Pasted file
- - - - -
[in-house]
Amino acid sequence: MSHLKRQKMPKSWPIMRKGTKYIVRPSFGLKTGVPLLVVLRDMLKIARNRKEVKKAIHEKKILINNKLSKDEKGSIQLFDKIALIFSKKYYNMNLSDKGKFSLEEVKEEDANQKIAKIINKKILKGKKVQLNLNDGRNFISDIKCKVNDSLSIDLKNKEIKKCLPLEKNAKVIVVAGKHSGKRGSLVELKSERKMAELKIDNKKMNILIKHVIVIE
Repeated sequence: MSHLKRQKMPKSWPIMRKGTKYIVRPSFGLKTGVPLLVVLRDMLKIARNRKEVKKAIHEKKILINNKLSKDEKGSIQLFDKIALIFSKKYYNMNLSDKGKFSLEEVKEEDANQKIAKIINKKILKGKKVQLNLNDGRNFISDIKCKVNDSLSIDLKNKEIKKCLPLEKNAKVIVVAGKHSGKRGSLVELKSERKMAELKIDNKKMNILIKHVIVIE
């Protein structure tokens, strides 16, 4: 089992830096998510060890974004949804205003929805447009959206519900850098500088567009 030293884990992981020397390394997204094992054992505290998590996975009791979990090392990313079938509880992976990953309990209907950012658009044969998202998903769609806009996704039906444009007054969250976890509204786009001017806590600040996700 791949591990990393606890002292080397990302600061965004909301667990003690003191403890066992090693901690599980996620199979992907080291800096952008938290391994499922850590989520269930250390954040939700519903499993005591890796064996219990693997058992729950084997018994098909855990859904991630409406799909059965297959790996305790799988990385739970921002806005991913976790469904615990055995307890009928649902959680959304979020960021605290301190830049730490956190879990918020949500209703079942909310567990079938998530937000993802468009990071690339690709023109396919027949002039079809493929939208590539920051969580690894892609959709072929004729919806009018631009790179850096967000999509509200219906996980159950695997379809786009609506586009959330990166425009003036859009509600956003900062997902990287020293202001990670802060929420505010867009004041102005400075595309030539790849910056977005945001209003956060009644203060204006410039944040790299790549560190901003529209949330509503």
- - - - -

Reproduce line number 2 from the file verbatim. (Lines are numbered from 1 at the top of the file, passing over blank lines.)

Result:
Amino acid sequence: MSHLKRQKMPKSWPIMRKGTKYIVRPSFGLKTGVPLLVVLRDMLKIARNRKEVKKAIHEKKILINNKLSKDEKGSIQLFDKIALIFSKKYYNMNLSDKGKFSLEEVKEEDANQKIAKIINKKILKGKKVQLNLNDGRNFISDIKCKVNDSLSIDLKNKEIKKCLPLEKNAKVIVVAGKHSGKRGSLVELKSERKMAELKIDNKKMNILIKHVIVIE